we shall within, fc.) To which Dr. James Primrose, the author, who desirable end, it must be confessed, wrote several other medical treatises,

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have we discussed but two or three thereof. Scipio Mercurii hath also left an excellent tract in Italian, concerning Popular Errors ; but, confining himself only unto those in physick, he hath little conduced unto the generality of our doctrine. Laurentius Joubertus, by the same title, led our expectation into thoughts of great relief; whereby, notwithstanding, we reaped no advantage, it answering scarce at all the promise of the inscription. Nor, perhaps (if it were yet extant), should we find any further assistance from that ancient piece of Andreas, * 1 pretending the same title. And, therefore, we are often constrained to stand alone against the strength of opinion, and to meet the Goliah and giant of authority, with contemptible pebbles and feeble arguments, drawn from the scrip and slender stock of ourselves. Nor have we, indeed, scarce named any author whose name we do not honour; and if detraction could invite us, discretion surely would contain us from any derogatory intention, where highest pens and friendliest eloquence must fail in commendation.

And therefore also we cannot but hope the equitable considerations, and candour of reasonable minds. We cannot expect the frown of theology herein; nor can they which behold the present state of things, and controversy of points so long received in divinity, condemn our sober enquiries in

περί των ψευδώς πεπιστευμένων, Athenai, lib. 7.

likewise in Latin, was the son of Gilbert 9 Laurentius Joubertus, fc.] The ErPrimrose, or Primerose, D.D. a Scotch reurs populaires touchant la Medicine, divine, minister of the French church in of Laurent Joubert, first published at London, and chaplain to James I. He Bourdeaux, in 1579, is the most distinpractised at Paris for some time and af- guished of all the works of that celebrated terwards settled in Yorkshire.— Br. medical professor. It obtained immedi

Scipio Mercurii, &c.] Not mention- ate popularity, being reprinted ten times ed in the first edition.

in six months. The levity of its style, Degli errori popolari d'Italia, and the nature of some of the subjects 1603, by Girolamo Mercurii, who had discussed in it, appear to have contributed assumed the name of Scipio, when tra- in a great degree to its popularity.Br. velling through Europe as a physician, Andreas.] Nothing appears to be after having thrown aside the religious known of this work of Andreas', who was habit of the Dominicans. This work is himself a physician, besides this reference a verbose but amusing performance, con- to it by Athenæus. Concerning the autaining much curious information relative thor, Fabricius's Elenchus Medicorum to the opinions and customs of the period Veterum ; Biblioth. Græc. vol. xiii, p. 57. at which it was published, and usefully-Br. correcting many errors, though it incul- present state, fic] Written in cates others of equal magnitude.-Br, 1645.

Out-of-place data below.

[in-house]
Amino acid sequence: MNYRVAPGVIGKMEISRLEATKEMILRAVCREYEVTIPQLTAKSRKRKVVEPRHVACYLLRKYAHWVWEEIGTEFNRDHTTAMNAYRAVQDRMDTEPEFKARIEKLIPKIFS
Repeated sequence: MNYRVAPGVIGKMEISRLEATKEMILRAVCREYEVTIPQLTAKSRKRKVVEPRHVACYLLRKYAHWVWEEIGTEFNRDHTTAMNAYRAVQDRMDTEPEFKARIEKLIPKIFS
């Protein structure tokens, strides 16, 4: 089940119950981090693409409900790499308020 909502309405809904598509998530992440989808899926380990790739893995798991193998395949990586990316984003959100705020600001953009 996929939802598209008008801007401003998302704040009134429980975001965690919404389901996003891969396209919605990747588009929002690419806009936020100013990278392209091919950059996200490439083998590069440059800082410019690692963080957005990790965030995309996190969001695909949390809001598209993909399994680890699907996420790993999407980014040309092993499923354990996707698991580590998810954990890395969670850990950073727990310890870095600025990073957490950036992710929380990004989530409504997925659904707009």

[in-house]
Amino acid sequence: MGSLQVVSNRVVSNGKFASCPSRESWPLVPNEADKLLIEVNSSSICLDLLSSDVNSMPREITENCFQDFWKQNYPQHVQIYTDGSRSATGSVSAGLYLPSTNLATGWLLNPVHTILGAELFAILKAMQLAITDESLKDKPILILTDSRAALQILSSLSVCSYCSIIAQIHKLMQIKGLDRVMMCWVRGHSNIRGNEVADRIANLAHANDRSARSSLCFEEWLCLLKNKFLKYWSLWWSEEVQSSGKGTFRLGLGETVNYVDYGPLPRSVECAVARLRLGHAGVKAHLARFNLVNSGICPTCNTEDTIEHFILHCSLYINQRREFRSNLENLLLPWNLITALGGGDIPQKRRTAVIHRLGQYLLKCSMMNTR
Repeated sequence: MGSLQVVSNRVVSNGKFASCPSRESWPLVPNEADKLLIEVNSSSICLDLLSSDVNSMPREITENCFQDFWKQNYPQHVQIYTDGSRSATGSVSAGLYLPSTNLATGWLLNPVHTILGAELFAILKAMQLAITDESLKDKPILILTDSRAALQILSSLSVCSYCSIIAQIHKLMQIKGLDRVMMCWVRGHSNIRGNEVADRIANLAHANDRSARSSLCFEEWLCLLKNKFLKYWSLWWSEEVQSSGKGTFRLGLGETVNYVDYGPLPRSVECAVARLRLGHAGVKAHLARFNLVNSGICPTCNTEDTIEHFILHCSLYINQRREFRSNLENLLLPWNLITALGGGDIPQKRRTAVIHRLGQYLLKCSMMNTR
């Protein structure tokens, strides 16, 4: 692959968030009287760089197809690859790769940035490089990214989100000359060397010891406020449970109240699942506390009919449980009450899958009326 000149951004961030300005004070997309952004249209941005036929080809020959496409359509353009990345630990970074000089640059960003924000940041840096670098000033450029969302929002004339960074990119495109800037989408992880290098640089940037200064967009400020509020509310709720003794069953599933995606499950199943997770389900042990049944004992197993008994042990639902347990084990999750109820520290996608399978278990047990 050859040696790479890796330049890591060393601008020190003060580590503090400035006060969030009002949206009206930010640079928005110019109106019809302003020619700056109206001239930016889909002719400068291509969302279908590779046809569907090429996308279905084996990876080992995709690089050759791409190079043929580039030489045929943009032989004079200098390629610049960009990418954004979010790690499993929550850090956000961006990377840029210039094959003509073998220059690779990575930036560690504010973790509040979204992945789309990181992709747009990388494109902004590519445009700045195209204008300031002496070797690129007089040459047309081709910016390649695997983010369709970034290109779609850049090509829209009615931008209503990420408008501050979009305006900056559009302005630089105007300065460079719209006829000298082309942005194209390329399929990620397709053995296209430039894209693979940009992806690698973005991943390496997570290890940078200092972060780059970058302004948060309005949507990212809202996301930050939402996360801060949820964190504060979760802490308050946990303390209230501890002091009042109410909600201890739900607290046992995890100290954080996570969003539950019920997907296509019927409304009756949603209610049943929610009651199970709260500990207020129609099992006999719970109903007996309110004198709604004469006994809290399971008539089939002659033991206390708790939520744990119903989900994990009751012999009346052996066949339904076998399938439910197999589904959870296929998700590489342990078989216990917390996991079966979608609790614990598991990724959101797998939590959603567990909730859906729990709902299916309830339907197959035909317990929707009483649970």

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the doubtful appertinences of arts, and receptaries of philosophy. Surely philologers and critical discoursers, who look beyond the shell and obvious exteriours of things, will not be angry with our narrower explorations. And we cannot doubt, our brothers in physick (whose knowledge in naturals will lead them into a nearer apprehension of many things delivered) will friendly accept, if not countenance, our endea

Nor can we conceive it may be unwelcome unto those honoured worthies who endeavour the advancement of learning; as being likely to find a clearer progression, when so many rubs are levelled, and many untruths taken off, which passing as principles with common beliefs, disturb the tranquillity of axioms which otherwise might be raised. And wise men cannot but know, that arts and learning want this expurgation; and if the course of truth be permitted unto itself, like that of time and uncorrected computations, it cannot escape many errors, which duration still enlargeth.

Lastly, we are not magisterial in opinions, nor have we dictator-like* obtruded our conceptions; but, in the humility of enquiries or disquisitions, have only proposed them unto more ocular discerners. And therefore opinions are free; and open it is for any to think or declare the contrary. And we shall so far encourage contradiction, as to promise no disturbance, or re-oppose any pen, that shall fallaciously or captiously refute us; that shall only lay hold of our lapses, single out digressions, corollaries, or ornamental conceptions, to evidence his own in as indifferent truths. And shall only take notice of such, whose experimental and judicious knowledge shall solemnly look upon it; not only to destroy of ours, but to establish of his own; not to traduce or extenuate, but to explain and dilucidate, to add and ampliate, according to the laudable custom of the ancients in their sober promotions of learning. Unto whom potwithstanding, we shall not contentiously rejoin, or only to justify our own, but to applaud or confirm his maturer assertions; and shall confer what is in

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time, fc.] Dean Wren, in a long to equal its length; I have therefore note on this passage, proposes methods omitted it. of correcting the calendar: but as the 4 dictator-like, &c.] Ut Julius Cæsar correction has long ago been made, the Scaliger in literis dictaturam arripuit.-Wr. interest of the note appears to me scarcely fallaciously.) Elenchically, in first ed.